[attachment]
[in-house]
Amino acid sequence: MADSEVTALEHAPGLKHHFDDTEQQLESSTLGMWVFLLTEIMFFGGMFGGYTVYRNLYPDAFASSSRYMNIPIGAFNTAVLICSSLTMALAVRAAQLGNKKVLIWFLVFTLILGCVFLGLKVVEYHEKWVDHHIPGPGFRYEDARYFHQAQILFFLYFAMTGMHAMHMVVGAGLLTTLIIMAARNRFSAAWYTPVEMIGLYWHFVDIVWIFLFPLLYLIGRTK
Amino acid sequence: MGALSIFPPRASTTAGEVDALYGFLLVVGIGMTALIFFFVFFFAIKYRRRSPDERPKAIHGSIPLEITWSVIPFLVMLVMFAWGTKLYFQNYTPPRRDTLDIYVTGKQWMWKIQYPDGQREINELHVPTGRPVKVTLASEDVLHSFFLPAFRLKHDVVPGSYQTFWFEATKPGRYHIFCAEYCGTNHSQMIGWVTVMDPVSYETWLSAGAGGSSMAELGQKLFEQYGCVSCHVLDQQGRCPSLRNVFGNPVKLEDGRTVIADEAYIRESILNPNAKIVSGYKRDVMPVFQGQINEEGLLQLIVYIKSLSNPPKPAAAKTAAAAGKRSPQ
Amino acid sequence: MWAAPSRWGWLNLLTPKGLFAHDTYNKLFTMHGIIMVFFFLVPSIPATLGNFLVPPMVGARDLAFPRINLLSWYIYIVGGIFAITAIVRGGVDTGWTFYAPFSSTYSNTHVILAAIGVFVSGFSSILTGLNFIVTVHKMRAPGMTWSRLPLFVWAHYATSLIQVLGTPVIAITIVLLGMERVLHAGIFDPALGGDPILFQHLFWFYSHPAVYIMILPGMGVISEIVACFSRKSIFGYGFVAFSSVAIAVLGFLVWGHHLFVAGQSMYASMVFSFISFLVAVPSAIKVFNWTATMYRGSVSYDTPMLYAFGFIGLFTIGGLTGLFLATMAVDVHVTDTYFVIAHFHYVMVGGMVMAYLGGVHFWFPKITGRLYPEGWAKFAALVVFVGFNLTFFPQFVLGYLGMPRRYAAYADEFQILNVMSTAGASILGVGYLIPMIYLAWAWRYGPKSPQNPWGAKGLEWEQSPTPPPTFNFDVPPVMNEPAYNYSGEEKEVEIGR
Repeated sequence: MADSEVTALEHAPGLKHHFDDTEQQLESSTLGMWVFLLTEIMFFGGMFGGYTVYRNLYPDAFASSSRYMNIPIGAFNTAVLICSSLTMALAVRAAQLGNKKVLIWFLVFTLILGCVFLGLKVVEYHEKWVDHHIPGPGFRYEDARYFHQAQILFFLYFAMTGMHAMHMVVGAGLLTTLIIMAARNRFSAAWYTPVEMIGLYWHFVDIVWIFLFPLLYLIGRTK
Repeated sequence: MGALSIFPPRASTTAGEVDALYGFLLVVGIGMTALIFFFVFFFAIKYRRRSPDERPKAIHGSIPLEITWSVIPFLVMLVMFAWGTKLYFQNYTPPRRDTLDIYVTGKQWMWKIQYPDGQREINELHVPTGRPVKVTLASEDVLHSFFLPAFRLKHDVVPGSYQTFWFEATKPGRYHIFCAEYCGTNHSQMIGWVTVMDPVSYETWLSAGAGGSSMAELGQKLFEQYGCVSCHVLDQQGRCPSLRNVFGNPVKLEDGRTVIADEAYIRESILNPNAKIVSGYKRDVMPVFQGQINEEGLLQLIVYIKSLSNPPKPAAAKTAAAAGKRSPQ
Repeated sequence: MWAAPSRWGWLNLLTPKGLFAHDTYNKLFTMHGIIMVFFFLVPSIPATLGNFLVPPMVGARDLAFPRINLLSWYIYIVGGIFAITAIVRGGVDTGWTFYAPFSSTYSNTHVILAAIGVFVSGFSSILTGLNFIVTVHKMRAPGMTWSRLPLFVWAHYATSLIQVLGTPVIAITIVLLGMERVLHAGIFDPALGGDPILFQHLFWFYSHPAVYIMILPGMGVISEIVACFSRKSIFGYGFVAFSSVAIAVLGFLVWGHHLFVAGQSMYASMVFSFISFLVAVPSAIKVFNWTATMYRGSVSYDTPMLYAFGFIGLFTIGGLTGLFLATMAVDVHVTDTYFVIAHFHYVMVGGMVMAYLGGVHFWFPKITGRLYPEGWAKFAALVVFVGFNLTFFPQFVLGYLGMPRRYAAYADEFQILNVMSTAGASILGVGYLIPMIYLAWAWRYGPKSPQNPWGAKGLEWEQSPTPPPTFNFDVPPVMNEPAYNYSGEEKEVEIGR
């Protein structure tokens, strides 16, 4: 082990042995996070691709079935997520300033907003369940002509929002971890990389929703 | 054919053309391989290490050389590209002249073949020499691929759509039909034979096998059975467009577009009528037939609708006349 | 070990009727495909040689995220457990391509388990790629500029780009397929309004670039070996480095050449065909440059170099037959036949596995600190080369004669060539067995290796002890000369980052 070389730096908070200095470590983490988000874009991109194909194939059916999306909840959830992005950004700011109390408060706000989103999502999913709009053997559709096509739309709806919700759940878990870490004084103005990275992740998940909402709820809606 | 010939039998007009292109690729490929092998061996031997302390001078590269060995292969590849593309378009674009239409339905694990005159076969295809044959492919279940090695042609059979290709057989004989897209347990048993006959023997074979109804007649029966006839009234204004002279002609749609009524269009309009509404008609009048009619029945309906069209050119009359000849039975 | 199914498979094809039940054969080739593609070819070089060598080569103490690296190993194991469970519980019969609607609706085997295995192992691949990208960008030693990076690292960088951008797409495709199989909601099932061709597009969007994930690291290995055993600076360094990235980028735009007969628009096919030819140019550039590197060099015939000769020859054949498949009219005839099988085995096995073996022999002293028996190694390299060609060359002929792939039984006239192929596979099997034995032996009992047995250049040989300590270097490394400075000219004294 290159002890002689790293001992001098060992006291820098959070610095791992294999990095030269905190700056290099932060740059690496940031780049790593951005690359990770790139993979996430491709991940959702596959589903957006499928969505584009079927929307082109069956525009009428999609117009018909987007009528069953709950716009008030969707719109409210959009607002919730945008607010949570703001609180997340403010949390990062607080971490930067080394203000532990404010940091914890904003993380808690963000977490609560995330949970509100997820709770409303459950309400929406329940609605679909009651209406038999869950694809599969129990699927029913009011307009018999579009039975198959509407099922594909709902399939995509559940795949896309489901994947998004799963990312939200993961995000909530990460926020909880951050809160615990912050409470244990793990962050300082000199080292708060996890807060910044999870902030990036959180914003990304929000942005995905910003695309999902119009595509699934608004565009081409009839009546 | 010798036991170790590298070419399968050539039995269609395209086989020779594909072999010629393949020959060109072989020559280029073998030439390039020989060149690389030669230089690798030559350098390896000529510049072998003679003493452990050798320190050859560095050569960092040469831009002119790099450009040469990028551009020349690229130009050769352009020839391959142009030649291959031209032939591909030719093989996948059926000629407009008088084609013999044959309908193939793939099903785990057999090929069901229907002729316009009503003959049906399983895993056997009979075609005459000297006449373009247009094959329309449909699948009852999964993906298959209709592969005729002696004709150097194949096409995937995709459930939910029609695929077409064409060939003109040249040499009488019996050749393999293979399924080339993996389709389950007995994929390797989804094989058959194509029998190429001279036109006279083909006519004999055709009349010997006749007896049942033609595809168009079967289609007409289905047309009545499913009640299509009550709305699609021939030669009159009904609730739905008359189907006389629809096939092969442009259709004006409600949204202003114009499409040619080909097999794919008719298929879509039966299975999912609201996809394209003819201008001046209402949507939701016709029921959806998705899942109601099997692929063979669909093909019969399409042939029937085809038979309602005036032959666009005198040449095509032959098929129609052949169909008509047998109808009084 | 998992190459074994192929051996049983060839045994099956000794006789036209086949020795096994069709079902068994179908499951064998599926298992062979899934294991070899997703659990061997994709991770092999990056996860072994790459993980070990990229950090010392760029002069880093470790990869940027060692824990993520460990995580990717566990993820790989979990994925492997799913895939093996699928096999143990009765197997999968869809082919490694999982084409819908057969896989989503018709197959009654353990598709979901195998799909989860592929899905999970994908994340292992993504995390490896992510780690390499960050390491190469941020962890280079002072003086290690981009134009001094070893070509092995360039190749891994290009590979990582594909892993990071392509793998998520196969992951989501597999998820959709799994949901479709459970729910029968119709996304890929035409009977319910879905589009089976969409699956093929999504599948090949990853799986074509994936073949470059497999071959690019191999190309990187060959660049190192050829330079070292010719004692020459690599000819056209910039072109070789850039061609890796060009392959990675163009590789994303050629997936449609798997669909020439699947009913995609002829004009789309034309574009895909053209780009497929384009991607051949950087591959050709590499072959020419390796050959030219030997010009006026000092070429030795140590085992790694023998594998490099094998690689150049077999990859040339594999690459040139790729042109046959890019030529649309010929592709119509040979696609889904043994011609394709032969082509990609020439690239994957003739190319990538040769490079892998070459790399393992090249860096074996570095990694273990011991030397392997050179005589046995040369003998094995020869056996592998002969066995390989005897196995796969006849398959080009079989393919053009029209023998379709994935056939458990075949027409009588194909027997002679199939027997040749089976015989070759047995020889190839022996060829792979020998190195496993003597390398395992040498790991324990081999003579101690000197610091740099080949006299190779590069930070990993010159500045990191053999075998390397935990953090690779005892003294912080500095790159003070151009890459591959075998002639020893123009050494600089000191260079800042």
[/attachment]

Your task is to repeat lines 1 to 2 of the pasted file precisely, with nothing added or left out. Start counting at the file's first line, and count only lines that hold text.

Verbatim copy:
[in-house]
Amino acid sequence: MADSEVTALEHAPGLKHHFDDTEQQLESSTLGMWVFLLTEIMFFGGMFGGYTVYRNLYPDAFASSSRYMNIPIGAFNTAVLICSSLTMALAVRAAQLGNKKVLIWFLVFTLILGCVFLGLKVVEYHEKWVDHHIPGPGFRYEDARYFHQAQILFFLYFAMTGMHAMHMVVGAGLLTTLIIMAARNRFSAAWYTPVEMIGLYWHFVDIVWIFLFPLLYLIGRTK